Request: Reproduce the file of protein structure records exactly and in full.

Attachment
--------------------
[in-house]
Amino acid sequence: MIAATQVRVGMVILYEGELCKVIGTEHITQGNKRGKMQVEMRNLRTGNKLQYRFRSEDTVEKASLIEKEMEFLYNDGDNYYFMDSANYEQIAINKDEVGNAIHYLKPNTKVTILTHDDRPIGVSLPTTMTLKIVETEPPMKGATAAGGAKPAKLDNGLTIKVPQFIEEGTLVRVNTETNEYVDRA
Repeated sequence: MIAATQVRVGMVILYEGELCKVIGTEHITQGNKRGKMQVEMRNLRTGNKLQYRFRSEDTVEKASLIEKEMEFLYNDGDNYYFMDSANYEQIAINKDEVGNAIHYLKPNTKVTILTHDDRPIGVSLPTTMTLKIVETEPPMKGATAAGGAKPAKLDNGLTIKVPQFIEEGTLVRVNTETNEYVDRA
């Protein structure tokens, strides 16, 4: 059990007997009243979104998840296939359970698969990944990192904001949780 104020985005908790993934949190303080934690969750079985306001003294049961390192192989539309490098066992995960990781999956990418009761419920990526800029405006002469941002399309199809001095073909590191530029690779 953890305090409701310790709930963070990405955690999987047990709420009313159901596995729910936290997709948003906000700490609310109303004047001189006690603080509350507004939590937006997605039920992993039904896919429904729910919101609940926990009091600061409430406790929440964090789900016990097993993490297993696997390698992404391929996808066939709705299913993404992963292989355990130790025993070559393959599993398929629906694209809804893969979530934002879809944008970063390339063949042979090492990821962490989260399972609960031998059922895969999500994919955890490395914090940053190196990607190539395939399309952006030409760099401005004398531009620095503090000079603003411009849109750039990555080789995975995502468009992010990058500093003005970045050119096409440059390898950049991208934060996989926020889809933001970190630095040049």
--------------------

[in-house]
Amino acid sequence: MIAATQVRVGMVILYEGELCKVIGTEHITQGNKRGKMQVEMRNLRTGNKLQYRFRSEDTVEKASLIEKEMEFLYNDGDNYYFMDSANYEQIAINKDEVGNAIHYLKPNTKVTILTHDDRPIGVSLPTTMTLKIVETEPPMKGATAAGGAKPAKLDNGLTIKVPQFIEEGTLVRVNTETNEYVDRA
Repeated sequence: MIAATQVRVGMVILYEGELCKVIGTEHITQGNKRGKMQVEMRNLRTGNKLQYRFRSEDTVEKASLIEKEMEFLYNDGDNYYFMDSANYEQIAINKDEVGNAIHYLKPNTKVTILTHDDRPIGVSLPTTMTLKIVETEPPMKGATAAGGAKPAKLDNGLTIKVPQFIEEGTLVRVNTETNEYVDRA
């Protein structure tokens, strides 16, 4: 059990007997009243979104998840296939359970698969990944990192904001949780 104020985005908790993934949190303080934690969750079985306001003294049961390192192989539309490098066992995960990781999956990418009761419920990526800029405006002469941002399309199809001095073909590191530029690779 953890305090409701310790709930963070990405955690999987047990709420009313159901596995729910936290997709948003906000700490609310109303004047001189006690603080509350507004939590937006997605039920992993039904896919429904729910919101609940926990009091600061409430406790929440964090789900016990097993993490297993696997390698992404391929996808066939709705299913993404992963292989355990130790025993070559393959599993398929629906694209809804893969979530934002879809944008970063390339063949042979090492990821962490989260399972609960031998059922895969999500994919955890490395914090940053190196990607190539395939399309952006030409760099401005004398531009620095503090000079603003411009849109750039990555080789995975995502468009992010990058500093003005970045050119096409440059390898950049991208934060996989926020889809933001970190630095040049």